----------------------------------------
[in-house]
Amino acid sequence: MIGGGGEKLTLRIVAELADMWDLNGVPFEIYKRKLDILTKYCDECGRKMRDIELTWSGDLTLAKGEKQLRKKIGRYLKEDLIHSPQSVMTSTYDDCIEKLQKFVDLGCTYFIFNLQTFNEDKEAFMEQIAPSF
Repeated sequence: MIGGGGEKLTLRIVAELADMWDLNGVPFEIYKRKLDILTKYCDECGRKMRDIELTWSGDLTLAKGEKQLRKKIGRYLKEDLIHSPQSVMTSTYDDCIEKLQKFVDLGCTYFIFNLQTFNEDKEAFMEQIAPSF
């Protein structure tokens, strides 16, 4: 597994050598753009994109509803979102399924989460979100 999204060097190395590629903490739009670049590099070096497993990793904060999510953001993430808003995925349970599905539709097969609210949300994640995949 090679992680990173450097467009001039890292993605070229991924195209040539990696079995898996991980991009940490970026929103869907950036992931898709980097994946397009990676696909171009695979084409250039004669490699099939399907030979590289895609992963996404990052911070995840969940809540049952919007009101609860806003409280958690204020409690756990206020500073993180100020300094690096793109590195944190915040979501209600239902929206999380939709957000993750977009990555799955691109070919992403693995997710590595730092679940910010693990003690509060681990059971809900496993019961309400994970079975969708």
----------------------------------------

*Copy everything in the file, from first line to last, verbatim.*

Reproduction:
[in-house]
Amino acid sequence: MIGGGGEKLTLRIVAELADMWDLNGVPFEIYKRKLDILTKYCDECGRKMRDIELTWSGDLTLAKGEKQLRKKIGRYLKEDLIHSPQSVMTSTYDDCIEKLQKFVDLGCTYFIFNLQTFNEDKEAFMEQIAPSF
Repeated sequence: MIGGGGEKLTLRIVAELADMWDLNGVPFEIYKRKLDILTKYCDECGRKMRDIELTWSGDLTLAKGEKQLRKKIGRYLKEDLIHSPQSVMTSTYDDCIEKLQKFVDLGCTYFIFNLQTFNEDKEAFMEQIAPSF
């Protein structure tokens, strides 16, 4: 597994050598753009994109509803979102399924989460979100 999204060097190395590629903490739009670049590099070096497993990793904060999510953001993430808003995925349970599905539709097969609210949300994640995949 090679992680990173450097467009001039890292993605070229991924195209040539990696079995898996991980991009940490970026929103869907950036992931898709980097994946397009990676696909171009695979084409250039004669490699099939399907030979590289895609992963996404990052911070995840969940809540049952919007009101609860806003409280958690204020409690756990206020500073993180100020300094690096793109590195944190915040979501209600239902929206999380939709957000993750977009990555799955691109070919992403693995997710590595730092679940910010693990003690509060681990059971809900496993019961309400994970079975969708």